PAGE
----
Moody’s feels India’s chip dreams could be headed for troubled waters as risks from climate change loom

Even as India moves to build out a domestic semiconductor manufacturing ecosystem to reduce its reliance on imports, the country’s ambition could be headed for troubled waters – it faces an overall doubling in the risk from flooding, as a consequence of climate change, in the next three decades or so.

According to Moody’s risk management solutions, by 2050, the costs of flooding are expected to rise by around 30 per cent, from water stress by 35 per cent, sea level rise by 60 per cent, and heat stress by 150 per cent by 2050 under a moderate climate change scenario.

“With India also starting to initiate policies favouring greater self-sufficiency in semiconductors, it also faces an overall doubling in the risk from flooding by mid-century,” Moody’s said in a blog.

Erratic Weather Patterns

The year so far has been erratic in terms of weather patterns in India. If February was the warmest in over a century, March was unusually rainy, 26 per cent more rainfall than long-period average (LPA); August has been the driest since 1901, receiving 36 per cent less rainfall than its LPA.

Semiconductors are arguably among the most important commodities in the global market right now, with use in a myriad of sectors – from computers to cars, and airplanes to railways. Any break in supply will result in other production lines, such as cars and computers, grinding to a halt.As the West tries to distance itself from China owing to evolving geopolitical tensions, India has pitched itself as a “trusted” alternative for electronics manufacturing. New Delhi has identified chip manufacturing as a key driver for future economic growth, and has sanctioned a $2.75 billion packaging plant currently being developed by Micron Technology.
Taiwan, which is home to over 90 per cent of the most advanced – below 10 nanometers semiconductor manufacturing capacity – could see chip plants’ costs related to climate risks rise substantially over the next 20-30 years, Moody’s said.
a majority of which depend on rural demand for growth – have identified climate change as perhaps the biggest risk to their business going forward.

It’s not just Hindustan Unilever Ltd, the country’s largest FMCG company, for which weather is the “single biggest business risk” today. From carmaker Hyundai to skincare company Emami and PepsiCo bottling firm Varun Beverages, unseasonal showers in summers, irregular weather patterns, and diverse rainfall patterns – or climate change, in general – have started impacting the bottom line of India Inc.

While offering HUL’s near-term outlook, CFO Ritesh Tiwari said the situation on the weather front remains “erratic”. In terms of rural demand, the company said that it will have to watch out for the impact of monsoon and weather-related risk. “El Nino has come earlier, and we know that when it comes early in the season, it grows more,” Tiwari said during a call with investors in July.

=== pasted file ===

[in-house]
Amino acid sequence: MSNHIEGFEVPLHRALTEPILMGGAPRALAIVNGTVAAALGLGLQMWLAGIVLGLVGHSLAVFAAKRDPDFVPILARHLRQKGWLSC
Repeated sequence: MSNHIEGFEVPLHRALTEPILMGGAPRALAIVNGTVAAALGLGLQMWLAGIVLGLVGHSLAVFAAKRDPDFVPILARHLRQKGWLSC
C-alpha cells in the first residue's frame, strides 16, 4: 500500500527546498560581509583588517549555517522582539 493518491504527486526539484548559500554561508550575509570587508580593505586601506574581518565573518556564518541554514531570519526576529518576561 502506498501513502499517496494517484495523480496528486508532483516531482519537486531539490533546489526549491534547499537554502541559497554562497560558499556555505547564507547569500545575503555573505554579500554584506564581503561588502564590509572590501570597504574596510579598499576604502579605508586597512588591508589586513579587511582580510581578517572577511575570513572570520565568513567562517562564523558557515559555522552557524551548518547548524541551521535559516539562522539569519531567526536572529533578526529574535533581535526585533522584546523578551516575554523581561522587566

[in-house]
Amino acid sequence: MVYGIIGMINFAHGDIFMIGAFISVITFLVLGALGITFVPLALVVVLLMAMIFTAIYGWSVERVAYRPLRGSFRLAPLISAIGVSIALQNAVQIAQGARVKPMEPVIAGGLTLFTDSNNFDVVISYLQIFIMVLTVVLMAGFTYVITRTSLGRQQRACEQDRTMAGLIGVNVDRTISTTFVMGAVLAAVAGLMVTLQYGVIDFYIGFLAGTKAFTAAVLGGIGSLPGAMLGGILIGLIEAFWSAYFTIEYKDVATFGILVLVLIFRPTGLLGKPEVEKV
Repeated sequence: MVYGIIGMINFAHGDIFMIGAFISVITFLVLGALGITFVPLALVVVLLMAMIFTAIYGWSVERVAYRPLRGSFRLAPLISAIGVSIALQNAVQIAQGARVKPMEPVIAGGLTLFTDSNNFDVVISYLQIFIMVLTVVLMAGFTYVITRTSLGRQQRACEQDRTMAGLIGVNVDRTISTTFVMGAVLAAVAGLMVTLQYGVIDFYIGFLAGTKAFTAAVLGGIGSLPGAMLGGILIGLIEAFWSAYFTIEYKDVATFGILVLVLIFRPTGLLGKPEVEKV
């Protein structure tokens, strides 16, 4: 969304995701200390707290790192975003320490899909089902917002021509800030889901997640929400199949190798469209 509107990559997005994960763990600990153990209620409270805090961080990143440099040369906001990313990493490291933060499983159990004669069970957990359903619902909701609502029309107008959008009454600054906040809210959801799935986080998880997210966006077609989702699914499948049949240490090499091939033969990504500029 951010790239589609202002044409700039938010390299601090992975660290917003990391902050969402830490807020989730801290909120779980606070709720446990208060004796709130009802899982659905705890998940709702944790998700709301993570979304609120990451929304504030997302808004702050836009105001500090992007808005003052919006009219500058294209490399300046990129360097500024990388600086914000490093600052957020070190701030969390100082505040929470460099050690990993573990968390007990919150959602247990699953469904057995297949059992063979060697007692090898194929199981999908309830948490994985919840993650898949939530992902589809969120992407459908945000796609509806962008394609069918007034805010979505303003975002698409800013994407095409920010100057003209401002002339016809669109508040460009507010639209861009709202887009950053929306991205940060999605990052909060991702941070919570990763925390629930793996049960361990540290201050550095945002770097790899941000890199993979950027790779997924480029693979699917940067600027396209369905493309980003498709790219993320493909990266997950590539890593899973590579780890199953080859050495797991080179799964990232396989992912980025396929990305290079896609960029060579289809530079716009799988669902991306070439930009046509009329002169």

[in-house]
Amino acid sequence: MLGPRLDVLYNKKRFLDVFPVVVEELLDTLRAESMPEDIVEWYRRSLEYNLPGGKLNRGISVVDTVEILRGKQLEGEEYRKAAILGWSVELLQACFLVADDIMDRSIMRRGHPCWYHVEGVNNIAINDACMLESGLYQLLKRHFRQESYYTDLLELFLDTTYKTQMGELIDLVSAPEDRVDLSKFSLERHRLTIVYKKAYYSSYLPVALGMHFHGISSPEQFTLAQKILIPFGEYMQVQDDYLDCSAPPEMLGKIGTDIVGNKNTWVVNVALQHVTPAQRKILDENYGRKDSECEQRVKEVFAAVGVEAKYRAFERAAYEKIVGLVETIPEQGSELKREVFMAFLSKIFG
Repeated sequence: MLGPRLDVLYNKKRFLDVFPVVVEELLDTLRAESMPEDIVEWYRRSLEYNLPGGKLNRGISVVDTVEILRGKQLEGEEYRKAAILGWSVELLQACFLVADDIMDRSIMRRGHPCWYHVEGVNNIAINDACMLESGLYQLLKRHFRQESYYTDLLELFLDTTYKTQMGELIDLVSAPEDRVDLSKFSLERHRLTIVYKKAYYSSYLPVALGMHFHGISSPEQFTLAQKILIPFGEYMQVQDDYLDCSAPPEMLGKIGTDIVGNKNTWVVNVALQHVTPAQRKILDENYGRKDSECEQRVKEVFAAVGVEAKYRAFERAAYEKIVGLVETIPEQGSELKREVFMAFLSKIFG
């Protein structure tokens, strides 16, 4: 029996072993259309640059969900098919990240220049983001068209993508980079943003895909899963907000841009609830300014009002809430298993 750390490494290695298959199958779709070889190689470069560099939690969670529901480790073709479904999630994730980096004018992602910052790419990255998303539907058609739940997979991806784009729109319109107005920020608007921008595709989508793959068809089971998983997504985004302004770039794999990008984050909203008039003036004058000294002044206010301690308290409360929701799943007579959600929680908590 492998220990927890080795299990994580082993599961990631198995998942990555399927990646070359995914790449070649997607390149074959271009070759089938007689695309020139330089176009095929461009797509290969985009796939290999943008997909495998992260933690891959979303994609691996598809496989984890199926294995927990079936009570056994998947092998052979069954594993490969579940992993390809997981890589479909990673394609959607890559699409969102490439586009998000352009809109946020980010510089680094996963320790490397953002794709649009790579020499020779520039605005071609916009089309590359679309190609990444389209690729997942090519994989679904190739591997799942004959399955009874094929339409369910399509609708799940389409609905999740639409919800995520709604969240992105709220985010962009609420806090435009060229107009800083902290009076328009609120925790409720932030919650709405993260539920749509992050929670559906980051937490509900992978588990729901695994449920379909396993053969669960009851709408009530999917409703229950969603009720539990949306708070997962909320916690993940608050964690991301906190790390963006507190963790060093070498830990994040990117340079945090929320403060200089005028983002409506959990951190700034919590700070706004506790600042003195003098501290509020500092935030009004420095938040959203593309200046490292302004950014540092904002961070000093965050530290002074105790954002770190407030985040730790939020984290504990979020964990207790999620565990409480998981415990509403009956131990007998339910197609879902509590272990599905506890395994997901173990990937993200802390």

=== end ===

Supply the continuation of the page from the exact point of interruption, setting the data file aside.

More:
Suresh Narayanan, Chairman and Managing Director, Nestlé India, recently pointed out that the current — almost 30 per cent — monsoon deficit and the El Nino effect could influence rural demand. “Although it may sound speculative, the rural sector’s substantial impact could lead to a corresponding decline in rural demand,” he said.

While Nestle’s rural sales are around 20-25 per cent of its total sales in the country, HUL’s much higher at around 40 per cent from rural areas.

India’s top car makers have already faced a negative impact on account of erratic rain distribution, and have vouched for the impact it can have on sales in certain states.
While Maharashtra continues to lead the automobile sales in the country, Kerala has lost its sheen in the past over a couple of years due to recurring floods, a decline in rubber prices, and a slowdown in the Gulf. Kerala has traditionally been one of the top three markets, especially for diesel cars.

“Kerala used to be in the top two or three markets in the country – today it is not even in the top nine. Kerala volumes have gone down due to floods in the recent years, decline in rubber prices globally reducing Kerala’s income, and third and the most important reason was decline in remittances from Gulf since a lot of people lost their jobs. Kerala has been replaced by Maharashtra in the top three, alongside the Delhi-NCR market,” Tarun Garg, Director (sales) at Hyundai Motor India Ltd. had told The Indian Express in an earlier interaction.

Executives at Maruti Suzuki India, the country’s largest carmaker, agreed that floods are among the key reasons impacting consumption trends.